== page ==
Crossed nervous systems

barry at barry at
Mon Jul 25 22:46:21 EST 1994

In article <pgrobste-220794173416 at> pgrobste at (Paul Grobstein) writes:
>> Brian Scott (scott at PSYCH.TORONTO.EDU) wrote:
>> > I think this would be the place to ask such a question, so here it is.
>> >
>> > What are the current theories as to why the nervous system is mostly crossed?
>> > What are the benefits which are thought to be gained from such a setup?
> FIrst of all it isn't mostly crossed in the brainstem.
> An approach is to try to think of systems for which crossing might be an advantage.
However, I'm not s
ure if any such speculations are testable. My favorite is the 
Mauthner cell or similar reticulospinal neuron mediating escape. The
requirements of such a system are that the interneuron (Mauthner cell) get 
massive sensory (primarily monosynaptic) input from one side but directly 
innervate many motor neurons on the contralateral side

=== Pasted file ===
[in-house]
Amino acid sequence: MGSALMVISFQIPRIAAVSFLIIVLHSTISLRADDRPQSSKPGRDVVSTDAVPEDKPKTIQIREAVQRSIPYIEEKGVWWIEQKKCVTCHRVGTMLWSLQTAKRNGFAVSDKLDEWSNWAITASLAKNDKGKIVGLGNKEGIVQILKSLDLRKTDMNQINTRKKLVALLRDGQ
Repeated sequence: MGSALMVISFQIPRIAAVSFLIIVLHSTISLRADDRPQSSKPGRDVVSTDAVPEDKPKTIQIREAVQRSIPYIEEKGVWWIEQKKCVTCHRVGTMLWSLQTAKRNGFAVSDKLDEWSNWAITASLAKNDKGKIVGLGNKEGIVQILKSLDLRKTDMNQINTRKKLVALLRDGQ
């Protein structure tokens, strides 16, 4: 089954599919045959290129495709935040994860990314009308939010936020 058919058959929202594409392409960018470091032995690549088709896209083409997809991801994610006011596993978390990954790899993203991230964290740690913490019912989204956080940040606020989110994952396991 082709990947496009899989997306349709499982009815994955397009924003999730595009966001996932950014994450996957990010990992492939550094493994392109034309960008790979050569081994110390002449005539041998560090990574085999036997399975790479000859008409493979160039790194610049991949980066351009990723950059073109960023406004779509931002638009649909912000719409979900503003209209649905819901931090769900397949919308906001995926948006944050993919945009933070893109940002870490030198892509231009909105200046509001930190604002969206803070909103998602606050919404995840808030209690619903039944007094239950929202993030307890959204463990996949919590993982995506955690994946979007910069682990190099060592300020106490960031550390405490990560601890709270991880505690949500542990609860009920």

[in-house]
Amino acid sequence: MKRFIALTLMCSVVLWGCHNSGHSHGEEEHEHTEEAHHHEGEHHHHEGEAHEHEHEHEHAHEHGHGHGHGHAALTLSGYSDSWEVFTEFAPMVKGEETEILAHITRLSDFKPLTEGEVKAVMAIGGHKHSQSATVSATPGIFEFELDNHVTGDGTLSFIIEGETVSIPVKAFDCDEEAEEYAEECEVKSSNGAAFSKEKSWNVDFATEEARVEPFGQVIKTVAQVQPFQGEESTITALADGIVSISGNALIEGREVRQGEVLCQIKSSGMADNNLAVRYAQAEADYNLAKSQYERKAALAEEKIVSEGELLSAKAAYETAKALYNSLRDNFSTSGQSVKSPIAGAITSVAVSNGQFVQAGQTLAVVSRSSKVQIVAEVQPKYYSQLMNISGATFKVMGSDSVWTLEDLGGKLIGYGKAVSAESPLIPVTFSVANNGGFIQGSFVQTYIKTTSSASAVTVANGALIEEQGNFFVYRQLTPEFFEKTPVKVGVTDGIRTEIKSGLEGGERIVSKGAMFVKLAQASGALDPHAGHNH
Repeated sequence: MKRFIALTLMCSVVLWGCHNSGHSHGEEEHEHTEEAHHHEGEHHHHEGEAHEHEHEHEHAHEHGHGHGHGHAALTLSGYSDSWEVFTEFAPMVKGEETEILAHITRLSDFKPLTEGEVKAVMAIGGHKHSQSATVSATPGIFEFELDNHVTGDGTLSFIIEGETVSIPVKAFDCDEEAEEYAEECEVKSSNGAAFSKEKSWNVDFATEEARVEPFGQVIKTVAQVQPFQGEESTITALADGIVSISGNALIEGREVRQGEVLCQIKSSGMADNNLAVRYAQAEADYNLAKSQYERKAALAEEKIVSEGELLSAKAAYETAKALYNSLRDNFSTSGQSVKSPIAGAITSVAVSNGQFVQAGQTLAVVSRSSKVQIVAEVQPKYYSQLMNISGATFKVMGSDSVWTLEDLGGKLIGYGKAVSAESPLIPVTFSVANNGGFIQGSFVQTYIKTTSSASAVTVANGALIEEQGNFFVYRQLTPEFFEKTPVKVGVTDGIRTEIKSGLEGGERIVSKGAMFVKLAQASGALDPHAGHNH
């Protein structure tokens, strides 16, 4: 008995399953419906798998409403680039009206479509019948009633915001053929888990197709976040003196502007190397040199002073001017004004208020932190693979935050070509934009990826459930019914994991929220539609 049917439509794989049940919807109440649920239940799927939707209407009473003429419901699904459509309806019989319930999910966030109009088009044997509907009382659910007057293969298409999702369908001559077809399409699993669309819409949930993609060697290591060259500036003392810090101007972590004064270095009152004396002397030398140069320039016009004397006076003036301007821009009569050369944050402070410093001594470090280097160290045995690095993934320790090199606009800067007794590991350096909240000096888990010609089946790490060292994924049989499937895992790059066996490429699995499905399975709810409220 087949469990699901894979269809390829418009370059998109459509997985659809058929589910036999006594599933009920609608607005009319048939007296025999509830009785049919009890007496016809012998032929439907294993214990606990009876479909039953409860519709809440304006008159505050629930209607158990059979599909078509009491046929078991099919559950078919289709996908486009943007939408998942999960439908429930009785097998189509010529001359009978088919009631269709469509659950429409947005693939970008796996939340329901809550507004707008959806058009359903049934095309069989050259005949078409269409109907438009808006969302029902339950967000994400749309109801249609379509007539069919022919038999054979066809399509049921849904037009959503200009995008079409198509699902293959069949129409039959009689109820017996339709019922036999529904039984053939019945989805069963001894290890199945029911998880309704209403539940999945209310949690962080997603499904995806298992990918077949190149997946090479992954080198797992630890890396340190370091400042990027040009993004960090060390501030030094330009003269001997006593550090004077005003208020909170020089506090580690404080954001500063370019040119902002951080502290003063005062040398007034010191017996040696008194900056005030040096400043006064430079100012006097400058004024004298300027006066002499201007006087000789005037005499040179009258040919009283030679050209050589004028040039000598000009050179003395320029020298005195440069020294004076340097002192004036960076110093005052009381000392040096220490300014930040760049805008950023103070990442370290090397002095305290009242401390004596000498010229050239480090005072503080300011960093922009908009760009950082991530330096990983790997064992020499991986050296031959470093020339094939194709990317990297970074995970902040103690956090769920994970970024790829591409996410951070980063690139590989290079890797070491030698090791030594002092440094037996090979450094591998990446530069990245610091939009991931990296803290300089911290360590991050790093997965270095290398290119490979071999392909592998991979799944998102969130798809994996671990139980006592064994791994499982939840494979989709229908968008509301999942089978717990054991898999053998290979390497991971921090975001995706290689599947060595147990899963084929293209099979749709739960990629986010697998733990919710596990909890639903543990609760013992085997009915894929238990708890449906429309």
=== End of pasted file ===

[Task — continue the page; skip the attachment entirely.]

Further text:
so as to effect a bend of the fish away from the threatening sensory stimulus. 
Thus the cell body and dedrites are on one side of the body, 
but the axon crosses to innervate contralateral axial motor neurons. 
The mauthner cell is ideally designed to acomplish this task with a minimum of 
synapses. Alternatively many primary eighth nerve afferents would have to cross the 
midline to innervate an interneuron(s) on the contralateral side.  
But what about the case where the interneurons are more numerous and complexly organized,
and (where speed may be less critical) as in the midbrain-forebrain. Here it seems to be 
more of a toss up as to the relative advantage of crossing. All it would take is for one 
system such as the visual to become crossed for some reason; the others systems
would likely follow. Like Paul Grobstein, I haven't been satisfied with the speculations
as to what the "some reason" was.

Mike Barry  


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